Our stock is a penny stock. The SEC has adopted Rule 15g-9 which generally defines penny stock to be any equity security that has a market price (as defined) less than $5.00 per share or an exercise price of less than $5.00 per share, subject to certain exceptions. Our securities are covered by the penny stock rules, which impose additional sales practice requirements on broker-dealers who sell to persons other than established customers and accredited investors. The term accredited investor refers generally to institutions with assets in excess of $5,000,000 or individuals with a net worth in excess of $1,000,000 or annual income exceeding $200,000 or $300,000 jointly with their spouse. The penny stock rules require a broker-dealer, prior to a transaction in a penny stock not otherwise exempt from the rules, to deliver a standardized risk disclosure document in a form prepared by the SEC which provides information about penny stocks and the nature and level of risks in the penny stock market. The broker-dealer must also provide the customer with current bid and offer quotations for the penny stock, the compensation of the broker-dealer and its salesperson in the transaction and monthly account statements showing the market value of each penny stock held in the customers’ account. The bid and offer quotations, and the broker-dealer and salesperson compensation information, must be given to the customer orally or in writing prior to effecting the transaction and must be given to the customer in writing before or with the customer’s confirmation. In addition, the penny stock rules require that prior to a transaction in a penny stock not otherwise exempt from these rules; the broker-dealer must make a special written determination that the penny stock is a suitable investment for the purchaser and receive the purchaser’s written agreement to the transaction. These disclosure requirements may have the effect of reducing the level of trading activity in the secondary market for the stock that is subject to these penny stock rules. Consequently, these penny stock rules may affect the ability or willingness of broker-dealers to trade our securities. We believe that the penny stock rules discourage broker-dealer and investor interest in, and limit the marketability of, our common stock.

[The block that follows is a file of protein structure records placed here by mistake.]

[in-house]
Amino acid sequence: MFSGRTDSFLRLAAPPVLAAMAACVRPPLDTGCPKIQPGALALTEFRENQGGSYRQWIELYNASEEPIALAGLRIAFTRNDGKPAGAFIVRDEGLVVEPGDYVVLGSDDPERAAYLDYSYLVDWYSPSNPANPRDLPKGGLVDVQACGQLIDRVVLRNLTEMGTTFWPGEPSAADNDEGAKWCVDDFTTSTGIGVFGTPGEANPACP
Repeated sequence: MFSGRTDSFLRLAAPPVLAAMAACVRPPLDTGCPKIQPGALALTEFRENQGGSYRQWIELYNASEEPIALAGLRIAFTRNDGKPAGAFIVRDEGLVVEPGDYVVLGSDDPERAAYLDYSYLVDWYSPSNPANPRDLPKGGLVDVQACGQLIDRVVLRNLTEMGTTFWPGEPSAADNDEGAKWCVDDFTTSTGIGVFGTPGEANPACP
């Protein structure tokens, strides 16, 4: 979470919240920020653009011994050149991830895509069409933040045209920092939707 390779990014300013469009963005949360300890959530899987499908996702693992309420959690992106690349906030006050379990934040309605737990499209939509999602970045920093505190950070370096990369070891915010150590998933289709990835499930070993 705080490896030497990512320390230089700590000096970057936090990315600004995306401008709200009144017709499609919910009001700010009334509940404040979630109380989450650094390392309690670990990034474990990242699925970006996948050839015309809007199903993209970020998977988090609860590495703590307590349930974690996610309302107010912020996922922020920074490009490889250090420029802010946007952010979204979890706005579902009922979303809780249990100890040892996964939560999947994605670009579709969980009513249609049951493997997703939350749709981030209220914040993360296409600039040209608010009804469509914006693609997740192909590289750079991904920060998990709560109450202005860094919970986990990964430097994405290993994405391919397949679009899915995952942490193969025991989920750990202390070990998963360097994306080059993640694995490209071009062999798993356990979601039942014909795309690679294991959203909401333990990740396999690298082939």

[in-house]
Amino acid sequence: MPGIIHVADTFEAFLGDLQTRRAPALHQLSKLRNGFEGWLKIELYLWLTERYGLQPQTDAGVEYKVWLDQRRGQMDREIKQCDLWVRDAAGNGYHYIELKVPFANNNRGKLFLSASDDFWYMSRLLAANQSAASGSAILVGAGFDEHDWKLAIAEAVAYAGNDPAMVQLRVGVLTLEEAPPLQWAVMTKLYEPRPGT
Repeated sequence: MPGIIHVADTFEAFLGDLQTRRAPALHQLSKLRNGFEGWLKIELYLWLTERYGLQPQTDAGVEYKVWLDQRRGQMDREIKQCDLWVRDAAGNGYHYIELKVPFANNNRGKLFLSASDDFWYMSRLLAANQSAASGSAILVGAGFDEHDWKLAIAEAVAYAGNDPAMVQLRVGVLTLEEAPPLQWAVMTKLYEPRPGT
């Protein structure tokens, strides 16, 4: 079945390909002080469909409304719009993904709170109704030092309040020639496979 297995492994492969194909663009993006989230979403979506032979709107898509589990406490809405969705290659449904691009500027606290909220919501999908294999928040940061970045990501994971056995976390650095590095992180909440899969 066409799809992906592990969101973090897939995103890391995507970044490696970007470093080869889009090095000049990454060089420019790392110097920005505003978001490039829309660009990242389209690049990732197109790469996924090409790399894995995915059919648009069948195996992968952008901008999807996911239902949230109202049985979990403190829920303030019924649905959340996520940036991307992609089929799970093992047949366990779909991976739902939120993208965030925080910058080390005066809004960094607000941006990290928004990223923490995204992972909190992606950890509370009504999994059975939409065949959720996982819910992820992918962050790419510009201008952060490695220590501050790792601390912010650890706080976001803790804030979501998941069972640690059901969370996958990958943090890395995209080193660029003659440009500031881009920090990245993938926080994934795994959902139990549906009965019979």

FINRA sales practice requirements may also limit a stockholders ability to buy and sell our stock.

In addition to the penny stock rules promulgated by the SEC, which are discussed in the immediately preceding risk factor, FINRA rules require that in recommending an investment to a customer, a broker-dealer must have reasonable grounds for believing that the investment is suitable for that customer. Prior to recommending speculative low priced securities to their non-institutional customers, broker-dealers must make reasonable efforts to obtain information about the customer’s financial status, tax status, investment objectives and other information. Under interpretations of these rules, FINRA believes that there is a high probability that speculative low priced securities will not be suitable for at least some customers. FINRA requirements make it more difficult for broker-dealers to recommend that their customers buy our common stock, which may limit the ability to buy and sell our stock and have an adverse effect on the market value for our shares.

Because the SEC imposes additional sales practice requirements on brokers who deal in shares of penny stocks, some brokers may be unwilling to trade our securities.  This means that you may have difficulty reselling your shares, which may cause the value of your investment to decline.

Our shares are classified as penny stocks and are covered by Section 15(g) of the Securities Exchange Act of 1934 (the “Exchange Act”) which imposes additional sales practice requirements on broker-dealers who sell our securities in this offering or in the aftermarket.  For sales of our securities, broker-dealers must make a special suitability determination and receive a written agreement prior from you to making a sale on your behalf. Because of the imposition of the foregoing additional sales practices, it is possible that broker-dealers will not want to make a market in our common stock.  This could prevent you from reselling your shares and may cause the value of your investment to decline.

 
13